I worked at Apple when System 7.5 was released. This was about a year before Jobs came back. A new Control Panel called the  TCP/IP Control Panel made its debut with 7.5. It was a necessary component for Mac users because it allowed them to connect to the internet. And it didn’t work. It was a total piece of crap. The few engineers left at Apple that weren’t busy making a mess of Copland (which I saw, btw), couldn’t fix it. 

    So for several long weeks, customers were intensely irate after buying Apple’s new PowerMac 7200 (itself riddled with problems), only to find out that the Control Panel they needed to connect to the internet just wouldn’t  work. For weeks Apple had no answers, placing a tremendous strain on Apple’s support staff (at that time Apple still had a tremendously talented in house support staff in Austin Texas). I was a member of the High End Group, which supported the Mac OS and the high end Power PCs. 

    The problem got so bad that the engineers wouldn’t talk to us. We basically had to BS customers with unnecessary Clean Installs, “zapping the PRAM” (three times, not once!), and creativially imagining what Extension was conflicting with the TCP/IP control panel because it was Apple’s official stance that the OS and TCP/IP worked “out of the box.” I still remember my manger giving us instructions to say that. I felt really bad for the customers. But it really wasn’t a PR nightmare because Windows 95 was out and most of the industry wasn’t talking about Apple anymore. That’s when you know you’re in trouble. 

    My point is this. In 2012, after social media finished mourning Steve Jobs’ death, a giant target was painted on Apple’s back and we witnessed the first major social media bullying campaign in history directed at a company. There are YouTube channels that bash Apple on a daily basis, and yet they owe their entire YouTube fame and income to Apple. I wonder if some of these YouTube channels are really Samsung or Google propaganda channels. 

    Yet despite Tim Cook’s mistakes, (I’ve been a vocal critic of his handling of the Mac lineup, especially the Mac Pro), and Larry Ellison’s early predictions of doom for Apple, Mr. Cook has done a damn good job at out-lasting the haters. Tim Cook is way too smart to lose the Apple brand to those who want it to go away. Way too smart. After all, he had the best teacher in Jobs. Besides, the Apple haters have never actually figured out what it is that keep us Apple sheep loyal to Apple. It’s obvious to me. It’s the reason I went to work for Apple in the first place. Maybe it’s part reality distortion field. Seriously though,  it’s the macOS, the Finder and the OS that runs it’s mobile device offshoots. Yeah, some of the hardware is cool. Apple is a hardware company after all. But even Tim Cook knows it’s the OS. Ever noticed that even now, the Finder isn’t much different than System 7s Finder? You know what the best thing Steve Jobs ever did? It was NeXT. You know what NeXT really was? It was Jobs’ 10-year sabbatical from the soul sucking tech industry of the ‘80s and ‘90s, that gave them the space to perfect the OS and the infrastructure that has powered our last 20 years. Even if Jobs didn’t see the future exactly as it would eventually turn out, he had the time and the taste to take a beautiful and stylish vector-based interface and build it on top of a UNIX like kernel, plus include the remainder of what he saw at Xerox - Interpersonal Computing. macOS and iOS are beautiful and powerful environments that are supported by a ton of developers. One cannot say the same for Windows or Linux. Android has no real shared  desktop environment.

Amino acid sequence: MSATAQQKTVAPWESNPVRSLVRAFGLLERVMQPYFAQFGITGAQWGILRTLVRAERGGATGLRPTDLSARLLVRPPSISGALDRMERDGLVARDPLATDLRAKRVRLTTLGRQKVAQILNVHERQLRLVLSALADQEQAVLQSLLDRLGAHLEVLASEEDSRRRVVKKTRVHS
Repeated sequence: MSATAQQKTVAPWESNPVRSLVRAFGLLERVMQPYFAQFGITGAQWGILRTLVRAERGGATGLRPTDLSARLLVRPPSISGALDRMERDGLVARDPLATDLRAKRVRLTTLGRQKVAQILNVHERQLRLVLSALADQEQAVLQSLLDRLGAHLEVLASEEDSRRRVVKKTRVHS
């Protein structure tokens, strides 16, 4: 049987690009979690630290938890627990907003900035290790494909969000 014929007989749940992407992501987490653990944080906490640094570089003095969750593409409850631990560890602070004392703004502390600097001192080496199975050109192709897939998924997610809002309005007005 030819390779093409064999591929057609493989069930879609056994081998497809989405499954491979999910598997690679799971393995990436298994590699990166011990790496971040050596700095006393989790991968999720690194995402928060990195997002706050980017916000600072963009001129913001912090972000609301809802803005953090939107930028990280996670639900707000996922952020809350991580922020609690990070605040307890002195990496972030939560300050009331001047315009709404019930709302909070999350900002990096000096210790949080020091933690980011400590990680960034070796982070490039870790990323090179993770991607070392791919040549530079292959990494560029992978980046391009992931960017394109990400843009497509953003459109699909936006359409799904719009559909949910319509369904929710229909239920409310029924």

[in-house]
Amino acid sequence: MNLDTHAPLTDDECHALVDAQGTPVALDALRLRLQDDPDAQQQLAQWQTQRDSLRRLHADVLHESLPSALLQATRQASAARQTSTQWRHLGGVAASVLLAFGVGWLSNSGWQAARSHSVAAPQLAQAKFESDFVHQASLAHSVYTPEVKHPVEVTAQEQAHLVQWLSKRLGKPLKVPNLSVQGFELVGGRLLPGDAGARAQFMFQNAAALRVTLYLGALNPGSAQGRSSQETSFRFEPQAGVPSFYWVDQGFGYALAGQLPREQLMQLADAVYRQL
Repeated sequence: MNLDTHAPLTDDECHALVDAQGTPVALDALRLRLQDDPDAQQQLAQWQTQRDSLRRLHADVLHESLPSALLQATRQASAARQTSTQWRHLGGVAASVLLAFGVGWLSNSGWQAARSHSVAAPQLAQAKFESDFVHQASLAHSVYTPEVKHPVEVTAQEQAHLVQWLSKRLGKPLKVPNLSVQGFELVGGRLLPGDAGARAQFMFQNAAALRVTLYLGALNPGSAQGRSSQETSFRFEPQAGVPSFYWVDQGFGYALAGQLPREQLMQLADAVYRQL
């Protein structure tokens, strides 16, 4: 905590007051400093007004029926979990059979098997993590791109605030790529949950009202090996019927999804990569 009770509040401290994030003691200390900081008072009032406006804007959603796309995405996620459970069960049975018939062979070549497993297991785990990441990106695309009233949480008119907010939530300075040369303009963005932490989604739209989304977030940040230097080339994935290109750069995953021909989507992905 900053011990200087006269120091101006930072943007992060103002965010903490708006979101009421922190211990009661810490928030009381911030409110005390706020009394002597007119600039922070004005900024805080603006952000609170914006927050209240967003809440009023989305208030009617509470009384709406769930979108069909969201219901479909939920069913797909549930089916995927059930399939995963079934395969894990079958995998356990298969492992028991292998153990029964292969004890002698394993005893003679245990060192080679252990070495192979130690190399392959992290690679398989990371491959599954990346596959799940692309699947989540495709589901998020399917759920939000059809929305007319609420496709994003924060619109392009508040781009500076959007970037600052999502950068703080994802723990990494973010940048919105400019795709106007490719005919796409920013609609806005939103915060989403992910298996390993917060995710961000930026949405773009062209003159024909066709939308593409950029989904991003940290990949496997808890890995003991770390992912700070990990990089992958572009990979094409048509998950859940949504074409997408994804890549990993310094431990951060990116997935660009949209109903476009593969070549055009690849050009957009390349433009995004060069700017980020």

It’s now July 2018, and in a year or two when Apple finally gets its Mac offerings strong, and iOS and the A Series chips have discouraged  many Android phone manufacturers out of business, (when Apple, Google and possibly Microsoft are left standing - Samsung looses interest in smartphones partially because Google will push them out), the Apple hate trend will have run its course and these little software issues will long have been forgotten. IMO, of course. 
    tallest skilfastasleep
Sign In or Register to comment.